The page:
Nonetheless, despite having appeared before me on December 7, 2016 - and despite being aware of the existence of the New Mexico proceedings from at least August 20, 2015 [Dkt. 139] - the Complaint was filed on May 15, 2015 [Dkt. 1] - plaintiff's counsel did not contact the sealing judge in New Mexico until May 30, 2017.[4] Yet, according to the defendants' lawyer, by then expert discovery had been completed - a matter not contradicted by plaintiff's lawyers although Judge Coleman had ordered expert discovery to be completed by July 11th - the course the plaintiff now seeks to embark on would in all probability result in an expansion and a reopening of fact and expert discovery, which I am not authorized to allow. It would be an abuse of discretion to ignore the plaintiff's demonstrable lack of diligence and to now allow that which could and should have been accomplished much earlier in the case. See e.g., Gallagher v. San Diego Unified Port Dist., 668 F.App'x 786, 787 (9th Cir. 2016); Rivera-Almodovar v. Instituto Socioeconomico Comunitario, Inc., 730 F.3d 23, 27 (1st Cir. 2013); Davis v. G.N. Mortg. Corp., 396 F.3d 869, 886 (7th Cir. 2005); Echemendia v. Gene B. Glick Mgmt. Corp., 263 F.App'x 479, 481 (7th Cir. 2008); Hammonton Inv. & Mortg. Co. v. Morco, Ltd., 452 F.2d 119, 122 (7th Cir. 1971).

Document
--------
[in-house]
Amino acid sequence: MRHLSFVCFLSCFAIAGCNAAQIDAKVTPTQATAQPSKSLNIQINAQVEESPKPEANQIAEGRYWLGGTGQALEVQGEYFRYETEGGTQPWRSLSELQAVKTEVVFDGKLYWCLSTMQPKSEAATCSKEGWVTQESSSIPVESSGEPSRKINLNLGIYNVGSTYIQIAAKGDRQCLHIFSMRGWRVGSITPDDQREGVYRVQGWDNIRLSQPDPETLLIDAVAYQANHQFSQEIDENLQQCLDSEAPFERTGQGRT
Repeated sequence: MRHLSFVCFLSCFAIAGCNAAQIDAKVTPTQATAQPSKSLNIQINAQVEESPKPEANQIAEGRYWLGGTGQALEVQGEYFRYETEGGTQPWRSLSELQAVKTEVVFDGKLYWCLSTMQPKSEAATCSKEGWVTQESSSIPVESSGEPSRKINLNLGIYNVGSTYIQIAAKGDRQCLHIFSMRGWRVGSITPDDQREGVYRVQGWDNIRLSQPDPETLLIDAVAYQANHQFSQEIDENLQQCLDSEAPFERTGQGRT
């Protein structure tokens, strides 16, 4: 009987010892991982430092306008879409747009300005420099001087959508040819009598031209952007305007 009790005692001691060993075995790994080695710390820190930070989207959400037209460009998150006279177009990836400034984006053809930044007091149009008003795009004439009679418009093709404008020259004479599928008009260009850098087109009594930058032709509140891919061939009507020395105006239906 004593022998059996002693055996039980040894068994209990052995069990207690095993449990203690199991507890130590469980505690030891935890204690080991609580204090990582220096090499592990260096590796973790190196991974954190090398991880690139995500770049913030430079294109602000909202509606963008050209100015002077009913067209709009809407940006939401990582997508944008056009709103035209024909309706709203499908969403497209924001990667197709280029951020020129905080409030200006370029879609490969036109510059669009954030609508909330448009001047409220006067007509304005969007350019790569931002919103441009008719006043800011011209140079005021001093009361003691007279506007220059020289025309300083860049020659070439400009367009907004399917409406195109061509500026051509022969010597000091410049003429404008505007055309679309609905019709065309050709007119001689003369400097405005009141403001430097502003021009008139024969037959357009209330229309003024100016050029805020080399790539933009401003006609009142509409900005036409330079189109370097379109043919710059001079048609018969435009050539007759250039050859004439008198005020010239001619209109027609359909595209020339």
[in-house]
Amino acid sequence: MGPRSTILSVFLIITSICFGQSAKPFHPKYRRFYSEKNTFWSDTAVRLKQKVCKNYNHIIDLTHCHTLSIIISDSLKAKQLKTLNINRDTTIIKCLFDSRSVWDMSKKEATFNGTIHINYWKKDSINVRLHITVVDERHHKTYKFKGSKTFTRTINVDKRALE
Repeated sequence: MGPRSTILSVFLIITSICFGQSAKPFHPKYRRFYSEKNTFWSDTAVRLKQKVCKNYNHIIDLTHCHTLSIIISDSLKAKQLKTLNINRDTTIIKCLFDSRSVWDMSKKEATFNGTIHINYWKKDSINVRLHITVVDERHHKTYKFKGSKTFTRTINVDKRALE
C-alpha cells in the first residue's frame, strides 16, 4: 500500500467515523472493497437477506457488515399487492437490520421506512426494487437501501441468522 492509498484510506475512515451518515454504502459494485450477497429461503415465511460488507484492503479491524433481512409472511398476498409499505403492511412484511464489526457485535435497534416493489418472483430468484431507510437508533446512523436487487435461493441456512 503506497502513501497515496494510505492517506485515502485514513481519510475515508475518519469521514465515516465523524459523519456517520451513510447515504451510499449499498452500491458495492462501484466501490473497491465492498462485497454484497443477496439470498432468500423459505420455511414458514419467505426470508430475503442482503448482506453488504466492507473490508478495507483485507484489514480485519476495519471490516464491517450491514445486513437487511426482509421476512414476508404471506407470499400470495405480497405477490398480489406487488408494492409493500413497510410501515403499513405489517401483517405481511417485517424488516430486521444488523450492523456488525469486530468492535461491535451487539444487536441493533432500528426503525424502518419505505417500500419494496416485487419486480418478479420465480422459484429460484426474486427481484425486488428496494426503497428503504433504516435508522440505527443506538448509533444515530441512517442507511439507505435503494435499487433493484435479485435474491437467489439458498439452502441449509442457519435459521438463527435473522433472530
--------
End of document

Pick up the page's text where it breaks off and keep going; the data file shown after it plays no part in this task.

The plaintiff's lawyers sought to account for their lengthy period of inaction vis-a-vis New Mexico by saying first that discovery “was expensive, ” and then insisting they thought they had until July 11, 2017 to complete fact discovery. The first explanation is not a sufficient excuse, for all litigation of any significance is expensive as the plaintiff's lawyers knew when they filed the case. As for the second attempted justification for the plaintiff's inaction, I had no authority to change Judge Coleman's discovery schedule - a fact of which all the lawyers in the case had expressed their awareness. In short, the way in which the plaintiff has dealt with the matter of the New Mexico litigation is unacceptable. See, e.g., Bayer Healthcare Pharm., Inc. v. River's Edge Pharm., LLC, 2015 WL 11142428, at *2 ...